If you have fallen behind on your mortgage payments, you’re likely worried about protecting your home. But how can bankruptcy help? Is it possible for you to save your house? Below, we discuss how to stop foreclosure actions through bankruptcy and buy yourself a little time.

How the Foreclosure Process Works

Once your mortgage goes into default, your lender will initiate a foreclosure. How the foreclosure will proceed depends on the language of your mortgage contract. Essentially, the lender will take possession of your home and then sell it at auction. The money from the auction will be put toward legal costs and the deficiency balance, which is what the lender expected to receive minus what they received at auction. In Texas, lenders are allowed to pursue deficiency balances on mortgages.

Delaying Foreclosure With the Automatic Stay

As soon as you file for any kind of bankruptcy, you are entitled to the automatic stay, which protects you from any creditor actions. This means your creditors must cease any collection actions against you, including foreclosure. Typically, this will buy you three to four months of time and offer you some breathing room while you figure out your next steps.

However, your creditor can petition the court to lift the automatic stay in cases where it’s apparent that you have no intention or ability to continue paying on the loan. How much time the automatic stay will buy depends entirely on the type of bankruptcy you’re pursuing and whether saving your home by paying the arrearage and continuing to make payments is economically possible.

How Can Chapter 7 Bankruptcy Help?

Chapter 7 is designed to discharge unsecured debts by liquidating whatever assets you cannot protect under the law. In most cases, however, Chapter 7 bankruptcy isn’t the best option for saving your home from foreclosure completely, since it isn’t designed to handle secured debt, like a mortgage. But in Texas, certain assets can be exempted from bankruptcy liquidation and equity on your home is one of those (with one exception to this rule related to the amount of acreage on your property).

While you can protect your home equity from liquidation and temporarily stop foreclosure, you’re still required to continue making payments on the home. If this is beyond your means, you will lose your home. You will be required to pay both the arrearage and continue to pay your monthly mortgage payments.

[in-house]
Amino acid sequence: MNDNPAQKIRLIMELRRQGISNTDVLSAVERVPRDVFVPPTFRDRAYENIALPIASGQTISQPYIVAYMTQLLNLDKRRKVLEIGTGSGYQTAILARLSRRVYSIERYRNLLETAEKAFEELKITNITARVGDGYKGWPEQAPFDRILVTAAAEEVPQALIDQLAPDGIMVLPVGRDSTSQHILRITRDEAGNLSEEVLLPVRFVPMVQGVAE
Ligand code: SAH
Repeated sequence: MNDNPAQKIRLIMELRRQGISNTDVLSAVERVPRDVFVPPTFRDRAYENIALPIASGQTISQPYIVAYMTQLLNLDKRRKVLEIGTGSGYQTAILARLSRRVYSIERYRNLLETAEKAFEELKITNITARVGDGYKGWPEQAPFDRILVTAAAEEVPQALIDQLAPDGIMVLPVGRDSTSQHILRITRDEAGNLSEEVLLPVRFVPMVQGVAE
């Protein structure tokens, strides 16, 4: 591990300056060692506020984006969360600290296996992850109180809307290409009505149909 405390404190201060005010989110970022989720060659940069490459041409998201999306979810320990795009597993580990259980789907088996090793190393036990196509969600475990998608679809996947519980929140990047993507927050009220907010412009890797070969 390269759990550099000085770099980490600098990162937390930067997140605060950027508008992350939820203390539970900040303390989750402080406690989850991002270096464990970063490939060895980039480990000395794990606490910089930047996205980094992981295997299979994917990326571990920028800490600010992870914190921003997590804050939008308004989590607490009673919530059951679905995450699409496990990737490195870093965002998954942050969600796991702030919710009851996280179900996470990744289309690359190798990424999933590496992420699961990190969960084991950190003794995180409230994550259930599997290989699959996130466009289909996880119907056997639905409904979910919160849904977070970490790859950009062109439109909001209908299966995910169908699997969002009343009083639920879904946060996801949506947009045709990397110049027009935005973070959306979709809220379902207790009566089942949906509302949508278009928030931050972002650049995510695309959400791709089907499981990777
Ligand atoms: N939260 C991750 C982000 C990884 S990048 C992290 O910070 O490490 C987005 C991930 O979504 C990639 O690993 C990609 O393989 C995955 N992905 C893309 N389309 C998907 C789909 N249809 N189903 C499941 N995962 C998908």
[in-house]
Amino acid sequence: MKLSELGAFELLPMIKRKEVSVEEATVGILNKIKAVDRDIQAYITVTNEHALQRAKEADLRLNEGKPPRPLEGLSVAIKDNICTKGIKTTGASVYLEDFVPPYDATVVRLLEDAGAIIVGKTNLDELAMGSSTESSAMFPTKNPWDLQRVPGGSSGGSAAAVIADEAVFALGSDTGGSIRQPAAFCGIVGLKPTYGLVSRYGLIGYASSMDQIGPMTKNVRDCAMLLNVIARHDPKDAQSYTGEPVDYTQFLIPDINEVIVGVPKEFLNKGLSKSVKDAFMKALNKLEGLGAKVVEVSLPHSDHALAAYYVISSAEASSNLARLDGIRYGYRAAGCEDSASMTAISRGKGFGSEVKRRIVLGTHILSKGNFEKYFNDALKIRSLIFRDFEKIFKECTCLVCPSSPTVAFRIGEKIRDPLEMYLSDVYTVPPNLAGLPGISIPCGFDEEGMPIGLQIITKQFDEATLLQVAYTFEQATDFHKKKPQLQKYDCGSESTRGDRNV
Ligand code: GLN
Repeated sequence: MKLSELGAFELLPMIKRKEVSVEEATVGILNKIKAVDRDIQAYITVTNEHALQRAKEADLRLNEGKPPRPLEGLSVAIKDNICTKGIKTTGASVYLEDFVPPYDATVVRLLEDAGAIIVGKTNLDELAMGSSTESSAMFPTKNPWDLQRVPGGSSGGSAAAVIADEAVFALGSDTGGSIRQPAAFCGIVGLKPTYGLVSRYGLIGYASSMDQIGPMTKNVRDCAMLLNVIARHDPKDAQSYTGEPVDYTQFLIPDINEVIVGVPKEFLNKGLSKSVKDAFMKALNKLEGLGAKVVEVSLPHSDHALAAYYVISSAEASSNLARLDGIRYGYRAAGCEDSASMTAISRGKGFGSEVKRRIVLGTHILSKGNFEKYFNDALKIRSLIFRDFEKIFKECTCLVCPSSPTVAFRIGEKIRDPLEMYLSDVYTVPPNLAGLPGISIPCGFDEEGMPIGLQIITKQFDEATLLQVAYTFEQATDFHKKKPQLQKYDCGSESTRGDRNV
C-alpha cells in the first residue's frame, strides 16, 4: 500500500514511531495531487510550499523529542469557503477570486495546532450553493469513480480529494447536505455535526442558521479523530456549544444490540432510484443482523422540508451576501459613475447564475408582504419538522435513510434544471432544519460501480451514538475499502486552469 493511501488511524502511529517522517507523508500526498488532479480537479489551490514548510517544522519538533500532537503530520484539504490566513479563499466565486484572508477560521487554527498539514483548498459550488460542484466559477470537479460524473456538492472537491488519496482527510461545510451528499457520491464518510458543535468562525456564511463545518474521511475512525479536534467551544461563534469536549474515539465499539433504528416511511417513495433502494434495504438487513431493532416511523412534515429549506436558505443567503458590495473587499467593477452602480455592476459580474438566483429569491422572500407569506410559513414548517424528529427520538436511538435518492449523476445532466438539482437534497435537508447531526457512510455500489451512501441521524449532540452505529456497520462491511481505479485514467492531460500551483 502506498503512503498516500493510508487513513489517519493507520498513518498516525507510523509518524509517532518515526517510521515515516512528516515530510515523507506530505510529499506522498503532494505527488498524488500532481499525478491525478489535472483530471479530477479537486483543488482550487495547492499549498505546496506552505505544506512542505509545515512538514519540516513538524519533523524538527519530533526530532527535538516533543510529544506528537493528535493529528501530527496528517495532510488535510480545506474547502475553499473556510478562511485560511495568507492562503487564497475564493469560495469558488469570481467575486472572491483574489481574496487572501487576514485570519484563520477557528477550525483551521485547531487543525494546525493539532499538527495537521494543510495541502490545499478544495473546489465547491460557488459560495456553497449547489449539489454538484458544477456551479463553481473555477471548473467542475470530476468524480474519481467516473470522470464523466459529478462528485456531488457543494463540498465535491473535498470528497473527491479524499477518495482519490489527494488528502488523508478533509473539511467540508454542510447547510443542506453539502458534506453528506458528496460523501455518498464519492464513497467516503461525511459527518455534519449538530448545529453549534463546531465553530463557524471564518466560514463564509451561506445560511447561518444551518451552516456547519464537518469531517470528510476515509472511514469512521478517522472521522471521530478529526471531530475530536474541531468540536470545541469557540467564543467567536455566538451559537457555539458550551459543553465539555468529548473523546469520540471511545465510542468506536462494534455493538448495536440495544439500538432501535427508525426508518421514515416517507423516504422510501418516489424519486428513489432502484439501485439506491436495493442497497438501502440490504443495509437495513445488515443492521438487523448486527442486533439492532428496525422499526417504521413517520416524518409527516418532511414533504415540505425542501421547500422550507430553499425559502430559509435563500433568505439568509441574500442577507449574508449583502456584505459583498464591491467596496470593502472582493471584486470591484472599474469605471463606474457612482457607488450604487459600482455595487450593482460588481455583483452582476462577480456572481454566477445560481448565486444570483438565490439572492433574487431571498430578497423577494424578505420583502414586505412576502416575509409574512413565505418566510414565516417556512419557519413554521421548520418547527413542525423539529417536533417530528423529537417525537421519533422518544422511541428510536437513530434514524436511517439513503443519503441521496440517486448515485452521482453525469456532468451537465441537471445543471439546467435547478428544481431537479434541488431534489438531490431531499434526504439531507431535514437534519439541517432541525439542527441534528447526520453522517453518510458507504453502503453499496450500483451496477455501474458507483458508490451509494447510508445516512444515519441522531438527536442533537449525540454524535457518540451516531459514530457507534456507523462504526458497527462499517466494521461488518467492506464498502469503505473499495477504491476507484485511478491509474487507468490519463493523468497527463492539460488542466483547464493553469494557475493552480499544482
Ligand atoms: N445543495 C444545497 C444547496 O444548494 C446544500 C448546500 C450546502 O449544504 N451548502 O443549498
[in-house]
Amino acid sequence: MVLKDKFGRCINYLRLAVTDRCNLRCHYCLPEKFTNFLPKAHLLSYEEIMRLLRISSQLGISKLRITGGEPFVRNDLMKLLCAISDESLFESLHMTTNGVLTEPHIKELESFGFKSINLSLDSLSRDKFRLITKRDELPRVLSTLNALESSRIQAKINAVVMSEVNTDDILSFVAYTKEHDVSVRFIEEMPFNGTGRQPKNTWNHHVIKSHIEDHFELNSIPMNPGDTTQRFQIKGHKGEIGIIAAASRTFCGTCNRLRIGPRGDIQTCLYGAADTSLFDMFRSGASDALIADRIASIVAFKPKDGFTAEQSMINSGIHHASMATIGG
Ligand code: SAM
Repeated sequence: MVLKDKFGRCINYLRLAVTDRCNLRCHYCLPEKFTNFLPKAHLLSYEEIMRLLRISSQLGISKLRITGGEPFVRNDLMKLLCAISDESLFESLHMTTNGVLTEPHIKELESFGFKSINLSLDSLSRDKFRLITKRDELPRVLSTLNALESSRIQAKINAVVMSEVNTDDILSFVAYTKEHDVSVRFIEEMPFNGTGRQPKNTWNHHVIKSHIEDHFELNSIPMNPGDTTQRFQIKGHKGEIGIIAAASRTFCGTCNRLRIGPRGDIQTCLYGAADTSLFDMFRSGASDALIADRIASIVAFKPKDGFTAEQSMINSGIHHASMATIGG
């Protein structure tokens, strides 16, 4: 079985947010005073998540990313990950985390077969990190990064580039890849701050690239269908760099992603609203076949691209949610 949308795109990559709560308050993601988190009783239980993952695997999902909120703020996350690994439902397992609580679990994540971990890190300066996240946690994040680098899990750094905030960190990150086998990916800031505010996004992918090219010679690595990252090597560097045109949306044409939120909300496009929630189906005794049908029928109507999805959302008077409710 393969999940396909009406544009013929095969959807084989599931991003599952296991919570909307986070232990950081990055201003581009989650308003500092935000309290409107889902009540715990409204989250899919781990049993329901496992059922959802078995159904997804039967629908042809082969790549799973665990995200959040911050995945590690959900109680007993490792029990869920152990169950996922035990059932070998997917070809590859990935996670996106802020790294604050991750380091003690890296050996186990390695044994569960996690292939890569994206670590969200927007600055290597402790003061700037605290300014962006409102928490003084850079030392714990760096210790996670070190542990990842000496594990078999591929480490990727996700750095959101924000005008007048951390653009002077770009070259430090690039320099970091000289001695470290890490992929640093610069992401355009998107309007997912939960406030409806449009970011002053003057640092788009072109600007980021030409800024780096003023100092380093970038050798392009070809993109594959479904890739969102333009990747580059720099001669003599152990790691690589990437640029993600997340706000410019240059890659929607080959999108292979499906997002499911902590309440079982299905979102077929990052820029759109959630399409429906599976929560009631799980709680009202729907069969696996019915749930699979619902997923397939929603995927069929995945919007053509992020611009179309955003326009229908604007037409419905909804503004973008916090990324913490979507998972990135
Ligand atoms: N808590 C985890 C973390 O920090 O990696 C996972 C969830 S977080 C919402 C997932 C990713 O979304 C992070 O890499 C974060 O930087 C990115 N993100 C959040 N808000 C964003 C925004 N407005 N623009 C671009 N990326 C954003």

However, through the automatic stay, you may be able to use the extra time to your advantage. For example, you can work out a loan modification or short sale with your lender.

How Can Chapter 13 Bankruptcy Help to Stop Foreclosure?

Chapter 13 bankruptcies work entirely differently. Instead of discharging debt, Chapter 13 allows you to reorganize your debts into a payment plan. As a result, you get to keep your property.

In terms of stopping foreclosure, you will have to repay the arrearage plus the monthly payments if you want to keep your home. But you won’t have to pay the arrearage all at once. You can prorate the amount owed over three or five years.

Keep in mind, however, that foreclosure proceedings may continue if there is a lack of payment on homeowner’s association fees or property taxes. In that case, the outstanding debt can be repaid over the life of the bankruptcy. But you would have to remain current on any future property and HOA fees.

Second Mortgages and HELOC Loans

If you have taken out lines of credit against the equity on your home, you still have options in bankruptcy. If you are still paying off a primary mortgage, the courts can recategorize a second or third mortgage as an unsecured debt.

In Chapter 13, unsecured debts are the lowest priority. That means that in the hierarchy of repayment, they come last. In some cases, the second mortgage can be stripped off entirely. In other cases, you will be required to pay some (but not all) of the second mortgage.

Federal vs. State of Texas Homestead Exemptions

In Texas, you are allowed to choose between federal and state laws regarding Chapter 7 exemptions. You cannot, however, mix and match.

Texas law offers more total asset protection in terms of dollars and cents and allows you to protect an unlimited amount of equity. But there are restrictions on protecting homestead property. If your property is in an urban area, it cannot be more than 10 acres. In a rural area, you are limited to 100 acres or 200 acres if it is occupied by a family.

The federal homestead exemption allows you to protect around $25,000 in home equity which is doubled for a married couple filing together. Which one is right for you will depend on your needs, your situation, and whether or not you want to keep your home.

Talk to a Dallas TX Bankruptcy Attorney Today

At Allmand Law Firm PLLC, we know how stressful it can be when your home is in danger. But Texas has some of the most debtor-friendly bankruptcy laws in the U.S. To learn more about how to stop foreclosure actions through bankruptcy, contact us today.